Award-Winning Designer Maps Newport by Its Scents

A Scotland designer has mapped the smells of Newport, which will be on exhibit Aug. 21 through Sept. 7 at the Newport Visitors Center.

Designer Kate McLean of Edinburgh, Scotland, has developed a method of producing portraits of global destinations by interpreting sensory experiences of them via the various distinct aromas indicative of each locale. McLean has chosen Newport as the flagship city for the United States, “mapped” for the first time by smell.

The task, part of McLean’s Sensory Maps project, takes an entirely fresh approach to cartography. Where traditional maps show travellers the highways, byways, landmarks and coastline of Newport and its environs, a Sensory Map collates the individual experiences of the city by way of the people who both live and visit here. Since McLean’s Newport research got underway in June, she has gathered data from contributors all over the city through “smell walks” and “smell bike rides.”

“When Kate first approached us with her idea, we all chuckled at the thought of a ‘Smell Map,’” says Cathy Morrison, VP of Operations at Discover Newport.  “We were a bit sceptical, but after learning more about her extensive research methods, we were delighted that Kate chose our city to be the first in the country. We love to be innovative here at the Visitors Center, and this map offers a unique destination experience for visitors.”

The smells of the city – the salty hints of the ocean, the sweet fragrance of beach roses, the scent of wood used in the construction of boats at IRYS and in the restoration of the city’s Colonial houses – have been bottled for sniffing and graphically represented, charting the overlapping aromas around Newport. 

“I started with the idea that each one of us constructs our own impression of a city that is made up of a personal combination of sensory perceptions. The original objective was to encourage visitors to a city to consider how their senses were affected by the place and to ascertain the sensory memories they retain and recall of the city in question. Smell has a high capacity to trigger memories; we have 100% recall through smell after a year whereas we have only 25% recall through sight after 3 months,” explains McLean.  “The idea then developed through research into location, emotion and the sense ofsmell.”

Currently a Designer in Residence at Edinburgh College of Art and Visiting Lecturer at the New England School of Art & Design in Boston, McLean won the Service Category of the New Ideas Competition, a national contest coordinated by the Scottish Institute for Enterprise, and is to present the Paris Smell Map at the 2012 International Design & Emotion Conference in London next month.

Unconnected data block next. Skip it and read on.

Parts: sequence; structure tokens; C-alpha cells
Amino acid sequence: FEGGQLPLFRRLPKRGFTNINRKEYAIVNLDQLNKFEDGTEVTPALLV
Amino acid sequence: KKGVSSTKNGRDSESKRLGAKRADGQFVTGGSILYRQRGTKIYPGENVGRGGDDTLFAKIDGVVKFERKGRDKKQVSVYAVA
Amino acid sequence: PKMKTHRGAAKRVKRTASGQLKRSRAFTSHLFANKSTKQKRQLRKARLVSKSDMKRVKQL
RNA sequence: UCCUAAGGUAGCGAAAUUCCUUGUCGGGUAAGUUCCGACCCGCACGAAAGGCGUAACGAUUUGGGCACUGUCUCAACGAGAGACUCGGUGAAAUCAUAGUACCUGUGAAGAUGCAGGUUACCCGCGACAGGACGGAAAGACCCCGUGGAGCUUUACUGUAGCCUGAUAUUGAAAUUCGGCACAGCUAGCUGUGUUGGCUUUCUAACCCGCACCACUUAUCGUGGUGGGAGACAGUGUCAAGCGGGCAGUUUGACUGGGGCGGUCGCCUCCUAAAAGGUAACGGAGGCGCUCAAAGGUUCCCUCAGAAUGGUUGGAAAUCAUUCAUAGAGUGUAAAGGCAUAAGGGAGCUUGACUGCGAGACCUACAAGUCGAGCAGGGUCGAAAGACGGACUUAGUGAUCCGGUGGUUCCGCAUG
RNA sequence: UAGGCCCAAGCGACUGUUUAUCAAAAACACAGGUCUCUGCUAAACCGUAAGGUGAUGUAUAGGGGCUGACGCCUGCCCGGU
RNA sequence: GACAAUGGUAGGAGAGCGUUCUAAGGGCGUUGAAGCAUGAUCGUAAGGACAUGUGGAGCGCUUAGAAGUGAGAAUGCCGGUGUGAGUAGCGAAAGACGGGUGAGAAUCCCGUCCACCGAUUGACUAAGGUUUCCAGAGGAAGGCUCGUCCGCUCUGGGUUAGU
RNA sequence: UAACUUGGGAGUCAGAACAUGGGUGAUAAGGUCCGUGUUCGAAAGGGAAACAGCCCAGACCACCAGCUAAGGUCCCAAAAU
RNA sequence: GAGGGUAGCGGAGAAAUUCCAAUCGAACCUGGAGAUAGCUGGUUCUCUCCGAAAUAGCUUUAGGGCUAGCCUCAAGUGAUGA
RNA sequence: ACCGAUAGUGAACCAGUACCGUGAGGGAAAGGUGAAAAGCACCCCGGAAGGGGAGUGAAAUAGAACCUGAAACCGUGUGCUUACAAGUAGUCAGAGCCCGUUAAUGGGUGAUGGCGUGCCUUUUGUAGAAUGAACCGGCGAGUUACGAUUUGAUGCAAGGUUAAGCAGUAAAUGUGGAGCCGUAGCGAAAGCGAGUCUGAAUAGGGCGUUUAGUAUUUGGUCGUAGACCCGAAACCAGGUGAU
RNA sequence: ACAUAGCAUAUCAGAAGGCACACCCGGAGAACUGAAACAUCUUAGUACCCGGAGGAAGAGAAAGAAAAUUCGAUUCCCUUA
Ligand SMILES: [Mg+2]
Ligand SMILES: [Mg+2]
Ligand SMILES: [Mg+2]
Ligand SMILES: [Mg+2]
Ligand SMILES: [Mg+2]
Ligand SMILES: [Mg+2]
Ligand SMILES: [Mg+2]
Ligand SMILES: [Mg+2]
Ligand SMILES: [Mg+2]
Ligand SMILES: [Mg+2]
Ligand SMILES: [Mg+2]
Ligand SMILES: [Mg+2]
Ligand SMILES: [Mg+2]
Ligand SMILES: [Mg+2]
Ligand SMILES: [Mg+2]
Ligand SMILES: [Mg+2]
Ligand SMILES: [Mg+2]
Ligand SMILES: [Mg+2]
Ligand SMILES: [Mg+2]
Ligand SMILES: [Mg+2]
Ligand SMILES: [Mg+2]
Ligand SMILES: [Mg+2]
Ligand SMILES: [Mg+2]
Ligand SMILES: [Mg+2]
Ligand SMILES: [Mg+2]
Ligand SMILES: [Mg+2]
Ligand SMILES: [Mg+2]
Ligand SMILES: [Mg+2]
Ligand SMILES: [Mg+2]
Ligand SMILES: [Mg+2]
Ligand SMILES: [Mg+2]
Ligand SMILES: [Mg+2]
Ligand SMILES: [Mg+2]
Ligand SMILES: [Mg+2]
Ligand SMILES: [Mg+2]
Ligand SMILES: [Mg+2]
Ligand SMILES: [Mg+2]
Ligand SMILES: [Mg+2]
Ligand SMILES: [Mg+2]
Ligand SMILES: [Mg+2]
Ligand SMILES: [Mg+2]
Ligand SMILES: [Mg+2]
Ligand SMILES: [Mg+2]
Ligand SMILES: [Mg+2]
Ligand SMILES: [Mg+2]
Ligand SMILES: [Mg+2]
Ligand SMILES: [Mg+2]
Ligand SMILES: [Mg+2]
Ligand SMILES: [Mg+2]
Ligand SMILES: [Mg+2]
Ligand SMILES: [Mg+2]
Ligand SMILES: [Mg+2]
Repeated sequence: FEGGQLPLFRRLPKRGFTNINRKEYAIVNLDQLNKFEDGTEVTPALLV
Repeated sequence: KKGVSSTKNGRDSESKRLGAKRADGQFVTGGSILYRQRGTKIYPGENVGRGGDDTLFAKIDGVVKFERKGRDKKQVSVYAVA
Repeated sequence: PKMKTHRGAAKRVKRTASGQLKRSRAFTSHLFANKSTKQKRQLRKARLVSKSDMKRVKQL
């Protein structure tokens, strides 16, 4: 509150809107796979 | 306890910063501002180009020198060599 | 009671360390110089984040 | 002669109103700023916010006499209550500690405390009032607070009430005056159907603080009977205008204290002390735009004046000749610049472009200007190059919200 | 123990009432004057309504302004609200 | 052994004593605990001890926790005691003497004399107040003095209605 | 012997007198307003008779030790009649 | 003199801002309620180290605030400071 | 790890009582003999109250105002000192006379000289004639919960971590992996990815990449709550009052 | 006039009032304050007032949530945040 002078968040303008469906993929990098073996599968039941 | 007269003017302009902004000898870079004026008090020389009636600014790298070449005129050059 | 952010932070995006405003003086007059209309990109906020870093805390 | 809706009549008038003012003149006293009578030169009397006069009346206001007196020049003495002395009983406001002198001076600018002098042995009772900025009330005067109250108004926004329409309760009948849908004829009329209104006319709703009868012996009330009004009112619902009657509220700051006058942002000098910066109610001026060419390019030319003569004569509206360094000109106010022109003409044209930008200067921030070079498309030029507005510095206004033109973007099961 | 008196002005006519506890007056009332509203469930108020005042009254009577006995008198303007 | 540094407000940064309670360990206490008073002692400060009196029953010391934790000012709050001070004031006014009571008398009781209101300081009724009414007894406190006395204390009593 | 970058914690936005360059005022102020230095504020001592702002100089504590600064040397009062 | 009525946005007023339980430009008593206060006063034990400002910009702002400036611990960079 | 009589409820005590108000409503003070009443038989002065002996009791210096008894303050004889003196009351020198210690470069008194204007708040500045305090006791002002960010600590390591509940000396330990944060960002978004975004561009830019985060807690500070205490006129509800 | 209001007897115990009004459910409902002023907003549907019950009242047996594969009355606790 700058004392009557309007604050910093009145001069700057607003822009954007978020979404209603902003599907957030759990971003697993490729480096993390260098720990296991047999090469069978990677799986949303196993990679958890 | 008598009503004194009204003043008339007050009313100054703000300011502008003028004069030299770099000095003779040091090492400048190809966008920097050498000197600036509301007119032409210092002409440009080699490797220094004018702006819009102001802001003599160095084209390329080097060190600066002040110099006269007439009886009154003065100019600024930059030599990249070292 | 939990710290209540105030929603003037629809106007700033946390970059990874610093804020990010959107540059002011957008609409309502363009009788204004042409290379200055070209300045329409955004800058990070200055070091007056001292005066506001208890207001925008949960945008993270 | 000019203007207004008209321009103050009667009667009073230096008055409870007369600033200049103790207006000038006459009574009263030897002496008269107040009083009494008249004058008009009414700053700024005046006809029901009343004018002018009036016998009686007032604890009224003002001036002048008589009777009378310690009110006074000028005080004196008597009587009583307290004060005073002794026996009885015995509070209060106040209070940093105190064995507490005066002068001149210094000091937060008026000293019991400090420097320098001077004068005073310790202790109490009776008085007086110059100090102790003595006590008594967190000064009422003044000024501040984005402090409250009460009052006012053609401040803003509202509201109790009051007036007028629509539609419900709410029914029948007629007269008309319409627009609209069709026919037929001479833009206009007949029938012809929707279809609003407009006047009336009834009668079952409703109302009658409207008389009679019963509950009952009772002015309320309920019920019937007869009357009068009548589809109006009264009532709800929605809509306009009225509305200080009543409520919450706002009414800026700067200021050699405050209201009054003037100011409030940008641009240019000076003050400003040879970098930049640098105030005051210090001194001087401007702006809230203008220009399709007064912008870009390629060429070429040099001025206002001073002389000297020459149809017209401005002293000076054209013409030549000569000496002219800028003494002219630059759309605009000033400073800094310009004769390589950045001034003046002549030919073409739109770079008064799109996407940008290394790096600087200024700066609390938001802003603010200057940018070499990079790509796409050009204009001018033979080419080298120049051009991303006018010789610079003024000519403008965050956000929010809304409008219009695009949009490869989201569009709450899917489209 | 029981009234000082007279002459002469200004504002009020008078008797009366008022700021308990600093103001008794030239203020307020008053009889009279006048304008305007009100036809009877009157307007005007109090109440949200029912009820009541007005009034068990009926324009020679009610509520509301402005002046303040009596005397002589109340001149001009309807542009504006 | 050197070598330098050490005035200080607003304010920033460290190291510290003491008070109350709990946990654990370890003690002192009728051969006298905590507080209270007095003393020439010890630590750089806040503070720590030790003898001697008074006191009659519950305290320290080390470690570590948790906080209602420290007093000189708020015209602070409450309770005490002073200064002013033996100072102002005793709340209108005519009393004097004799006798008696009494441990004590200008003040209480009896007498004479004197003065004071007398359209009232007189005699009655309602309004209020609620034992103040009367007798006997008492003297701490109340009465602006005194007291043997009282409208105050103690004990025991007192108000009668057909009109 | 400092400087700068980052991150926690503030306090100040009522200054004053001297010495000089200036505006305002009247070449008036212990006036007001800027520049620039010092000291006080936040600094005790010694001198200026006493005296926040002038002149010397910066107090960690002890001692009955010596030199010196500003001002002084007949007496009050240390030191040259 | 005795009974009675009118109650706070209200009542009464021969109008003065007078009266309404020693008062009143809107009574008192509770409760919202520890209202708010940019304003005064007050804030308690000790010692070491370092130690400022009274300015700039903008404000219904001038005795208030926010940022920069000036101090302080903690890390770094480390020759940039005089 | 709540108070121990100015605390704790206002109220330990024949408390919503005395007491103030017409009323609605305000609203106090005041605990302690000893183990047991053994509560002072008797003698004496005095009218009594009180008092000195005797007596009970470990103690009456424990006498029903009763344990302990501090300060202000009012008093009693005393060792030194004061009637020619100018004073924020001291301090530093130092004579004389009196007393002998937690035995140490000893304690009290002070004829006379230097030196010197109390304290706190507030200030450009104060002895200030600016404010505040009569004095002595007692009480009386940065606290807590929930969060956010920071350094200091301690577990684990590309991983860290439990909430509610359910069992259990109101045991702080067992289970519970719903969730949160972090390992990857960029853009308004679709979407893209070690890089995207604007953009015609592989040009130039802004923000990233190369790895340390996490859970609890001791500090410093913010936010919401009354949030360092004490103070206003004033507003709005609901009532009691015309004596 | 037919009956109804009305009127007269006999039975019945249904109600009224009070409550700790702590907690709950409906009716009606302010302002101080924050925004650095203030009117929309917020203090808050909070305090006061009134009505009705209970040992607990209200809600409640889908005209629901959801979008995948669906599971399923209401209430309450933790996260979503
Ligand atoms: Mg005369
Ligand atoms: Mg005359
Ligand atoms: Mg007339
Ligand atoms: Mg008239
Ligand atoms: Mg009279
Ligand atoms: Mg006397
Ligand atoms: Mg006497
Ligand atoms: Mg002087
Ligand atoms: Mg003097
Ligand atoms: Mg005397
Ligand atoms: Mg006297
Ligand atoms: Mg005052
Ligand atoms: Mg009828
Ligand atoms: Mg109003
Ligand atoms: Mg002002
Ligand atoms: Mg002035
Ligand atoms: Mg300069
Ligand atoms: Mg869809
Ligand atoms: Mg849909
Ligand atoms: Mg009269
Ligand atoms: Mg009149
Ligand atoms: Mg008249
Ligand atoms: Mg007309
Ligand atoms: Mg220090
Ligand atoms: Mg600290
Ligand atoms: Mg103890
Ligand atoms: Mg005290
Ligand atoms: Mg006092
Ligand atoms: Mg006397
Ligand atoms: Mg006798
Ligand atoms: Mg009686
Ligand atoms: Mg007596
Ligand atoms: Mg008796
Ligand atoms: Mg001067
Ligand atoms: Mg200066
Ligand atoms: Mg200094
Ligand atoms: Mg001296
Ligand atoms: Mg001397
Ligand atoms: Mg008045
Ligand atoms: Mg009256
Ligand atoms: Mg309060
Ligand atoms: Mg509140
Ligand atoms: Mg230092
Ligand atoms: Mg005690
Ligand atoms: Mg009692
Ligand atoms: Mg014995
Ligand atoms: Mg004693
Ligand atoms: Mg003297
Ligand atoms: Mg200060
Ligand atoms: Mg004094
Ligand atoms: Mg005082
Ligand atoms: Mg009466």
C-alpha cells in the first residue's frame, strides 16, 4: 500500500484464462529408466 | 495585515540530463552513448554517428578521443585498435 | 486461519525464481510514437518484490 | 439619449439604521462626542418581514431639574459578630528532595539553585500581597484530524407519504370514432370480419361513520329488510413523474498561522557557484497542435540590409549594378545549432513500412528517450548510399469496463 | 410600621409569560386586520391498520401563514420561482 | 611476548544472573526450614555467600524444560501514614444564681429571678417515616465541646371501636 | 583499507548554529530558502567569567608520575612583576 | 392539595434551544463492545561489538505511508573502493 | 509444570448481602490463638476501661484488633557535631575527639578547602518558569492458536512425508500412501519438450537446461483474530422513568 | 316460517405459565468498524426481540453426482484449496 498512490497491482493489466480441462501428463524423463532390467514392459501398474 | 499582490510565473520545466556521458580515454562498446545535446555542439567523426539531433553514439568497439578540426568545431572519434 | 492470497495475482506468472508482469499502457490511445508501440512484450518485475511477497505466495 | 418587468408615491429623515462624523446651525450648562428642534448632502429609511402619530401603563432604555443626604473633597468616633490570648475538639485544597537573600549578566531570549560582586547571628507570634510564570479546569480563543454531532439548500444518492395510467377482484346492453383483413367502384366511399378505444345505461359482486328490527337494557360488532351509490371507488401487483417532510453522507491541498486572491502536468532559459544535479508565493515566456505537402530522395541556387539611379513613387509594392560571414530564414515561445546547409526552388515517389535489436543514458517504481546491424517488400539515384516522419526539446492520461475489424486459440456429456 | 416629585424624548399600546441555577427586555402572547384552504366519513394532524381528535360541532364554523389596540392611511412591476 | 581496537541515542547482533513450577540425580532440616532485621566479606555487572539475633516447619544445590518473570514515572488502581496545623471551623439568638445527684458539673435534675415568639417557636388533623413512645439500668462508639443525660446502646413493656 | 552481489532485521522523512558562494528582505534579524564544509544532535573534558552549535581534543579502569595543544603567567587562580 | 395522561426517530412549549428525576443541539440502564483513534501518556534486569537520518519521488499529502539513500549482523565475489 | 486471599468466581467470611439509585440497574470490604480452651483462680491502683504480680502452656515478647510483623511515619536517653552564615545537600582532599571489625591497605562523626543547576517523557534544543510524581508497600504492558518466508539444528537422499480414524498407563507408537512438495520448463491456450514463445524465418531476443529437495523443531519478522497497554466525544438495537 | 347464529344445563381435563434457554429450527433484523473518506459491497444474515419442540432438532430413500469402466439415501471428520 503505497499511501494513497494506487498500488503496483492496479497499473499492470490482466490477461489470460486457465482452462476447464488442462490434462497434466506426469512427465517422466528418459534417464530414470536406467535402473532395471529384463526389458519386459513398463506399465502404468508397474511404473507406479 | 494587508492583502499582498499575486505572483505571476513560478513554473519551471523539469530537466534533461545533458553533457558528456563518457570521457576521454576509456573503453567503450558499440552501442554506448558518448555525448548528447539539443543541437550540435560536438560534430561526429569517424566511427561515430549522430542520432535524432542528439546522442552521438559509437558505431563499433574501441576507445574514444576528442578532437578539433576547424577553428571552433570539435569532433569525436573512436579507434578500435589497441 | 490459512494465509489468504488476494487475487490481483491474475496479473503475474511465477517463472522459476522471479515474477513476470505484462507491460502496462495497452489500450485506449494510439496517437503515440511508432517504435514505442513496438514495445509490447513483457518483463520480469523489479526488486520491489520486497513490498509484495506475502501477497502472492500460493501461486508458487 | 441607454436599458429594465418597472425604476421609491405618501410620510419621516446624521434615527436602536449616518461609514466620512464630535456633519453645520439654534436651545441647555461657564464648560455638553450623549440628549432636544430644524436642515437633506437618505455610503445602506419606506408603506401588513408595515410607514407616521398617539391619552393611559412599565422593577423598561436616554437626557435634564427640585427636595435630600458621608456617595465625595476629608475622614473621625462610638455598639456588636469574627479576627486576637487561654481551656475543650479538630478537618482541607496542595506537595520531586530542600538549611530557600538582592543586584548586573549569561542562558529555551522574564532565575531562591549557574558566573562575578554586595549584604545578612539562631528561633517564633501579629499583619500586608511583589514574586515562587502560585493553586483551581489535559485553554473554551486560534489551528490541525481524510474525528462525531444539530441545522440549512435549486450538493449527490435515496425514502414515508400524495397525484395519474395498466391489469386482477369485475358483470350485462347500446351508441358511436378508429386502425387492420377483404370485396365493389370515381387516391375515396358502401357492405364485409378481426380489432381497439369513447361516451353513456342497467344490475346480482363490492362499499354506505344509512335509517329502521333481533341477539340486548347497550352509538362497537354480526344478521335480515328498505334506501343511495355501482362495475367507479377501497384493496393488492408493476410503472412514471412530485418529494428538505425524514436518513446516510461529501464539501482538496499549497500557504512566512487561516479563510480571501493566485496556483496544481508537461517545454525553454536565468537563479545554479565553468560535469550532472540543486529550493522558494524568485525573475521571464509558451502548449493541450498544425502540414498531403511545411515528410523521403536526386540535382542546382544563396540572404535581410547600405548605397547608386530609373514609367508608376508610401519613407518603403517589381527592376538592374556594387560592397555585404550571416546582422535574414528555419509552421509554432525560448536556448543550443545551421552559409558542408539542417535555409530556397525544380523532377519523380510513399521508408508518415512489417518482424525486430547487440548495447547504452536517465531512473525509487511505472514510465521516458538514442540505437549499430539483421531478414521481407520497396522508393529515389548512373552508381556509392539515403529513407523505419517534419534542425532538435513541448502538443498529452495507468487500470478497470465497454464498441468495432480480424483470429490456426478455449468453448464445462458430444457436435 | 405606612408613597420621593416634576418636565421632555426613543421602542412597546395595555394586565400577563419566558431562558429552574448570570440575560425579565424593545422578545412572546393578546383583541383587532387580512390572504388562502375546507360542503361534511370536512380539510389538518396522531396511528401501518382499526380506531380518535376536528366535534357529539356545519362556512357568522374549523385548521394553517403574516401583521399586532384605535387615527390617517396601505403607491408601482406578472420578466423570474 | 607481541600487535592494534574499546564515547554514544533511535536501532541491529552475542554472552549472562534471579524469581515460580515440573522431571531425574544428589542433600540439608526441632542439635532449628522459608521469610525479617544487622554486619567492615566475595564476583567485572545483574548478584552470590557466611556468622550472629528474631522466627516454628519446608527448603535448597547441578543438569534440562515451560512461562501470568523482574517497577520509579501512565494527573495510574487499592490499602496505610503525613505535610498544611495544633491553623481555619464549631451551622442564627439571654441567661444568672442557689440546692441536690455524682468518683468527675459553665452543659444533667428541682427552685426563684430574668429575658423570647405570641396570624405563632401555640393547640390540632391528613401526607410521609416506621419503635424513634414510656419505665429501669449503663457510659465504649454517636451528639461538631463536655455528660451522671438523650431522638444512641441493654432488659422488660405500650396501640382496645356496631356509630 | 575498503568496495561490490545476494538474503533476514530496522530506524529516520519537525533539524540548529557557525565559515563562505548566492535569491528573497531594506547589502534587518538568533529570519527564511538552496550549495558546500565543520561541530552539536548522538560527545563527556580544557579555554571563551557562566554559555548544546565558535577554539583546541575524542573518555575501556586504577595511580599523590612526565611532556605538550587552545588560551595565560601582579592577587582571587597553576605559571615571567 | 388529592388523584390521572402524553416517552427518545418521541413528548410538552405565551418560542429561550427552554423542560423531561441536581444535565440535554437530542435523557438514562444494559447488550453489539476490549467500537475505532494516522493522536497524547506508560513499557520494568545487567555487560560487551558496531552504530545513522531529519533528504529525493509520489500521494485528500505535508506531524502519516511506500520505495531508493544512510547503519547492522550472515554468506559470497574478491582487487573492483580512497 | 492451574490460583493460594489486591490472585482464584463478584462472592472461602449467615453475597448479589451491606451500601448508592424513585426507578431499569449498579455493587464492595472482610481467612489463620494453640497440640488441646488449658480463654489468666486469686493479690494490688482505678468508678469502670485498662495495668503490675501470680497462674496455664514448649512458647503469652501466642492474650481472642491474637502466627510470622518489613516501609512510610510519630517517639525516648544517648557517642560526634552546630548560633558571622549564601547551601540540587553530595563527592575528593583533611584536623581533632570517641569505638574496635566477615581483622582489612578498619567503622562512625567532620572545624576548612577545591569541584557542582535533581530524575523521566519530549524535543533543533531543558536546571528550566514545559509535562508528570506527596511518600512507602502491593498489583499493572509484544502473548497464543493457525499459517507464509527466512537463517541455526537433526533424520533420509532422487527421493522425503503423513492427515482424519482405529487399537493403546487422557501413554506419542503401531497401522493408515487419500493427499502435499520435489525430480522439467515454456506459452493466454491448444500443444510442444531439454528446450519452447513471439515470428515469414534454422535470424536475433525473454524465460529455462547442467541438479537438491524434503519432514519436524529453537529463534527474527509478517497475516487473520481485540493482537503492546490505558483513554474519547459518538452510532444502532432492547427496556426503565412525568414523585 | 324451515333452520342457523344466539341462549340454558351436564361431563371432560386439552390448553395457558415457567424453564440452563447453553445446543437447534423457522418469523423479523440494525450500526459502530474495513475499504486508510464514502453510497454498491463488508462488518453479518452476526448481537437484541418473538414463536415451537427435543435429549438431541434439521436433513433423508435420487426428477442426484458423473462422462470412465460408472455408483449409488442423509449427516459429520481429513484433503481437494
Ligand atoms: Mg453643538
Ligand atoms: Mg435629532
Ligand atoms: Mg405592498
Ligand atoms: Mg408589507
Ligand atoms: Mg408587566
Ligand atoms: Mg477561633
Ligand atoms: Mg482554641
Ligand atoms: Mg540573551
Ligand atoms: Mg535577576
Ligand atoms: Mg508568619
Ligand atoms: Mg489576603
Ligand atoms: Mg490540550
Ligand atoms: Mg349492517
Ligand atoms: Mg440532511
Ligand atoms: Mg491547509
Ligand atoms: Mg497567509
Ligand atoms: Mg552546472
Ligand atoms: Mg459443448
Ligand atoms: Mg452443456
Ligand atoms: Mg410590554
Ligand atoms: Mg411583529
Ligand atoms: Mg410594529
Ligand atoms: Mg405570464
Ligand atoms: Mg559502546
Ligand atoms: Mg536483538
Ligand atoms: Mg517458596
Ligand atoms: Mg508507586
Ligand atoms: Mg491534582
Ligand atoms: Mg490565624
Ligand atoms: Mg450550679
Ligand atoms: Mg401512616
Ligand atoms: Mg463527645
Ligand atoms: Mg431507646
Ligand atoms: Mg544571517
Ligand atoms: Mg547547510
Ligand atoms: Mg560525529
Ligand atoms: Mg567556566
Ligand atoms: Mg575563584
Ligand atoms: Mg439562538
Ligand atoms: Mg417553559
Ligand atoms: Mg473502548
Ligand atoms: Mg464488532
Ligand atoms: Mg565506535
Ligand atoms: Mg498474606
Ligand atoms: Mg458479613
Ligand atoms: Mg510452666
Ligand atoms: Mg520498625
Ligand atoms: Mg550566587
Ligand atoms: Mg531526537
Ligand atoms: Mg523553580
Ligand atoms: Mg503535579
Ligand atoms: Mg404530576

The Newport Sensory Map will be on exhibit August 21 through September 7, 2012 at the Visitors are encouraged to contribute their personal experiences by writing “SmellStories” in the book provided to further develop the city’s map.

Maggie Hepner August 15, 2012 at 06:33 PM
This makes complete sense to me! Having grown up in the Midwest, and owning a summer home near the Norman Bird Sanctuary, my life is filled with the memories of the island by all the wonderful smells. I lived there full time for years, and everyday relished in the fresh scents carried in on the morning's fog. Now I am back in the Midwest, and I ache for that magical place, my second home, which really is my first home when I think about it.
Kate McLean August 15, 2012 at 09:03 PM
Maggie - that is so interesting - you must have scents of the Midwest too and I am intrigued to know what they are. You can see the Newport Smell Map at http://www.sensorymaps.com/maps_cities/newport_smell.html I'd love to hear your thoughts
Sara Chadwick August 21, 2012 at 02:45 PM
Hi, Maggie. I'm a friend of Kate McLean's (she's actually a grad of The New England School of Art & Design at Suffolk University, where I've worked for the past 34 years) and I saw your response to her Newport smell map posting on the Newport patch. I could not believe my eyes when I read it as, of all the millions of people who used to live in the area and no longer do, I know you! I told Kate I couldn't believe how "small world" this is, that I only see you about twice a year at croquet at Lazy Lawn but there you were on the site (I told Lois Rogers last night and she was equally amazed). So, if you wish, email me back at schadwick@suffolk.edu. Art and I went to Kate's presentation at the Newport Gateway Center last night and it was VERY interesting. She had a great crowd and did a wonderful job of presenting her material. Very interesting! Hope all is well with you. Sara
Maggie Hepner August 25, 2012 at 07:18 PM
Kate, I had posted a rather lengthy response, but Patch didn't post it for some reason. I also sent you an email via your website. I'm back on the island Labor Day. Will you be in Newport?
pferd August 27, 2012 at 04:04 PM
Don't forget the stink and sewer smell on ocean drive and the end of Bellevue. It is so nauseating I don't know how any one can interpret that or ignore it


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